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Darkwave Album Review: "Zero One" by Void Stare


Karl has been a freelance writer for over 10 years. He's passionate about music, art, and writing!

Artwork for the album "Zero One," by Void Stare

Artwork for the album "Zero One," by Void Stare

I listen to a lot of synthwave and related genres and I can honestly say that I’ve never heard throat singing mixed in until I listened to Void Stare’s Zero One album. The throat singing is just one aspect of Zero One that I found interesting. In fact, in terms of the sounds that he uses and the way in which Void Stare approaches the creation of darksynth music, there were quite a few factors that caught my ear.

Throat singing is something with which I’ve long had a fascination. I started hearing it done by groups from the nation of Tuva like Huun Huur Tu and Yat-Kha. The style of throat singing that Void Stare does sounds like the deep Tuvan style known as kargyraa. It is incredibly dark, deep and rough sounding and adds an element of extreme weight and darkness to the music. I love synths but no synth on Earth can produce the sound that Void Stare’s voice makes on this album. It hits just the right level of crypt-like darkness to create an oppressive atmosphere.

There are moments of sung lyrics on Zero One as well. There aren’t many, but the moments that are there seem effective to me. The song “Soldier” has the words of a soldier dying on Mars and starting up into the sky and seeing Earth while “Seethe” talks of “tearing out my false eyes to dissipate your disguise. “ They’re only bursts of singing but they get the point across nicely.

This album also generates darkness through the rough, harsh and crunching synth sounds that move in the background of many of the tracks. There are also metallic bangs and clanks that serve to emphasize various parts of the music. Along with the bass growl of Void Stare’s voice, there’s also a heavy electronic bass presence to add further depth and weight to the proceedings.

Occasionally there are moments of sparkle and glow to Zero One. The delicate passages are somehow made much more light by their contrast with the wells of growling, churning and roaring noise that move underneath them. There aren’t many of them but Void Stare makes good use of them when they happen.

I’ll take the time to break down Zero One and talk about the tracks that I was most intrigued by and why I was drawn to them.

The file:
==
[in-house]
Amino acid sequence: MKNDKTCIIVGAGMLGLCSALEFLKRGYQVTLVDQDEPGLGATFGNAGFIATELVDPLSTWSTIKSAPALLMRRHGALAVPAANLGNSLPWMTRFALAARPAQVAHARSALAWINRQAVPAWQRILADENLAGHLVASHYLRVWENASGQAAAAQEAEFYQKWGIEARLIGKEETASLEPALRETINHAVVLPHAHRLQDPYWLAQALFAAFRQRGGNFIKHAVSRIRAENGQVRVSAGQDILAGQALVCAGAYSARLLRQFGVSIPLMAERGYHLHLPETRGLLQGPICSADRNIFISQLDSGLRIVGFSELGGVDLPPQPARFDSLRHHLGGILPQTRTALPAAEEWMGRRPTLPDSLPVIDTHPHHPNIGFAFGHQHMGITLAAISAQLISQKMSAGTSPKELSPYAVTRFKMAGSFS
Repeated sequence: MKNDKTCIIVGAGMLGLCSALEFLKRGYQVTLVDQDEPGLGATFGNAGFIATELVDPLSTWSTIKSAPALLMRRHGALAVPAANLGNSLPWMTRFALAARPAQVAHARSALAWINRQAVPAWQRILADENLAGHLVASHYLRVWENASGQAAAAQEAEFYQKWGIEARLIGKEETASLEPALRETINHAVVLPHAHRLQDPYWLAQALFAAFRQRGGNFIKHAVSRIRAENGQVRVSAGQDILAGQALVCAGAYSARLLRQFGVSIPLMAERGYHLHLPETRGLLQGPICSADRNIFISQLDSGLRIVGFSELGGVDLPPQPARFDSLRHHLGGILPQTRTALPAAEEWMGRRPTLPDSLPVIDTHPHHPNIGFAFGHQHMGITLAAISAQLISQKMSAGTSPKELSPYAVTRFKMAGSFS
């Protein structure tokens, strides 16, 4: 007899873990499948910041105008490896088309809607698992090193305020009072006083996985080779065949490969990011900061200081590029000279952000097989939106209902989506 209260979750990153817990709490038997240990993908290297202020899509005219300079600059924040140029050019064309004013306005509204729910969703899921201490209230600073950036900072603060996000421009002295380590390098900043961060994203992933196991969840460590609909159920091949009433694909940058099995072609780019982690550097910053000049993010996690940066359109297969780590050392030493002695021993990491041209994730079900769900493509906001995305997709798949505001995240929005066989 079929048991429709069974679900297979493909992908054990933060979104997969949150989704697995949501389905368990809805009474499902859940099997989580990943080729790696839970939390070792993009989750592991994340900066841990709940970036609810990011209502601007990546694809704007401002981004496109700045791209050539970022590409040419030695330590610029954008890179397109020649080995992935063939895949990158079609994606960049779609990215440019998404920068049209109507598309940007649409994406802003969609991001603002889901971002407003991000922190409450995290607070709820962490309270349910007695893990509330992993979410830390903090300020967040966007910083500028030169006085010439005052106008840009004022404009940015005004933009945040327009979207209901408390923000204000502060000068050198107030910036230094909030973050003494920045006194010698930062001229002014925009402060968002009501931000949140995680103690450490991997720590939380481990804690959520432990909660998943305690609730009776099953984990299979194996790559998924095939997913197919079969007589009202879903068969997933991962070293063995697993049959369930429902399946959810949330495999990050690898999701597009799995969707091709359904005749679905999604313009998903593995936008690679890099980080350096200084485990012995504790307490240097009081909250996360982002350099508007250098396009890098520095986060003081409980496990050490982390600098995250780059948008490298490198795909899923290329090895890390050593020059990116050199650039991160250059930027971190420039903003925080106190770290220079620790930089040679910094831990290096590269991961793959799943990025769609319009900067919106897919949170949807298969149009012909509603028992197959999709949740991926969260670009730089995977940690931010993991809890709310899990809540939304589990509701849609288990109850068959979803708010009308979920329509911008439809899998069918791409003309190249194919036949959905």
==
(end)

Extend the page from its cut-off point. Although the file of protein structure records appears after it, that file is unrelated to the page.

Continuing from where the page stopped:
“Crusader” has a demonic sounding background full of darkness and weight over which twisting, nervous synth sounds cry out. The atmospherics of this track are very much those of looking over one’s shoulder in the dark. Void Stare’s throat singing has a deep, droning quality to it and sometimes it’s hard to tell where the synthetic sounds end and Void Stare’s throat singing begins. It sounds as if some evil presence has taken hold of his vocal chords and is making itself known. It is a sound full of doom and intensity.

There is a chest-rumbling depth about the throat singing on “Soldier” that is combined with a martial beat and bass that, like some unstoppable force, moves under everything and drowns it in heavy shadow. A wandering high synth melody winds through the track, sounding threatening in a more subtle way. This is a track with lyrics and Void Stare sings about a dying soldier on Mars, thinking of the Earth that he’ll never see again. The mixture of portentous sounds and sadness is a powerful one here, emphasized by that wandering melody.

“Rachel” is an interesting mixture of light synth chords, static filled distortion and the deep growl of Void Stare’s throat singing.There’s an unsettling feeling to this track and the synths drift into a rather melancholy melodic moments with the darker elements throbbing underneath those moments. The glistening droplets of the arps are strongly contrasted with the heaving danger expressed by the darkness flowing through the track.

There’s something metallic, solid and thunderous about “Cyberspace.” The synth that rises over the top plays minor chords over percussion that has something of an ancient quality about it. Void Stare’s dark throat singing moves through it, making a sound like a stone crypt being opened. There are delicate cascades of synth sparkle over top of the weight and depth expressed by the bass, percussion and throat singing.

“Technomancer” has a textured, crunchy background along with chest-thumping drums and staccato bursts of synth sound. There is an interesting nasal quality to the lead synth, as it moves left to right, ear to ear. This is a track full of tech-y sounds that distort and break along with a sensation of substantial mass to produce a feeling of power and threat.

I firmly believe that synthwave and related genres can only survive through innovation. The mixture of dark elements with Void Stare’s throat singing on Zero One decidedly expands the genre by moving into a place where human sounds begin to merge with electronics in unique and interesting ways. I hope he’ll continue to push boundaries with his unique sound.

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